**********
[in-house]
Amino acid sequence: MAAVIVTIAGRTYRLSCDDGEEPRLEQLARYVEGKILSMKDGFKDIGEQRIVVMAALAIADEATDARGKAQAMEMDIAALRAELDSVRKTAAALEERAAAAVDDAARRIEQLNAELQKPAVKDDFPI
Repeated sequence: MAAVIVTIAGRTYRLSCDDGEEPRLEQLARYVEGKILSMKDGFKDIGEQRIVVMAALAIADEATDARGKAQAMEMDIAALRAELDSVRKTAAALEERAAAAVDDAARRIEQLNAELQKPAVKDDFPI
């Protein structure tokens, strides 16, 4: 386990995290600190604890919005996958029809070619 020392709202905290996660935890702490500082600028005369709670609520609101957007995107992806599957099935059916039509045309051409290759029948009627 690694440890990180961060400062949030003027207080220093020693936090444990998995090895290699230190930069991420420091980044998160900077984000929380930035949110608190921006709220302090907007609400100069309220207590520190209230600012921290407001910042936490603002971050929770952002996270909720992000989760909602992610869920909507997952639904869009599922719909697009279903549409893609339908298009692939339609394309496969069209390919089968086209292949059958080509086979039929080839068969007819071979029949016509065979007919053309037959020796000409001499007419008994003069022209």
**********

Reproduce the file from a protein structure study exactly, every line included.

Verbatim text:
[in-house]
Amino acid sequence: MAAVIVTIAGRTYRLSCDDGEEPRLEQLARYVEGKILSMKDGFKDIGEQRIVVMAALAIADEATDARGKAQAMEMDIAALRAELDSVRKTAAALEERAAAAVDDAARRIEQLNAELQKPAVKDDFPI
Repeated sequence: MAAVIVTIAGRTYRLSCDDGEEPRLEQLARYVEGKILSMKDGFKDIGEQRIVVMAALAIADEATDARGKAQAMEMDIAALRAELDSVRKTAAALEERAAAAVDDAARRIEQLNAELQKPAVKDDFPI
């Protein structure tokens, strides 16, 4: 386990995290600190604890919005996958029809070619 020392709202905290996660935890702490500082600028005369709670609520609101957007995107992806599957099935059916039509045309051409290759029948009627 690694440890990180961060400062949030003027207080220093020693936090444990998995090895290699230190930069991420420091980044998160900077984000929380930035949110608190921006709220302090907007609400100069309220207590520190209230600012921290407001910042936490603002971050929770952002996270909720992000989760909602992610869920909507997952639904869009599922719909697009279903549409893609339908298009692939339609394309496969069209390919089968086209292949059958080509086979039929080839068969007819071979029949016509065979007919053309037959020796000409001499007419008994003069022209």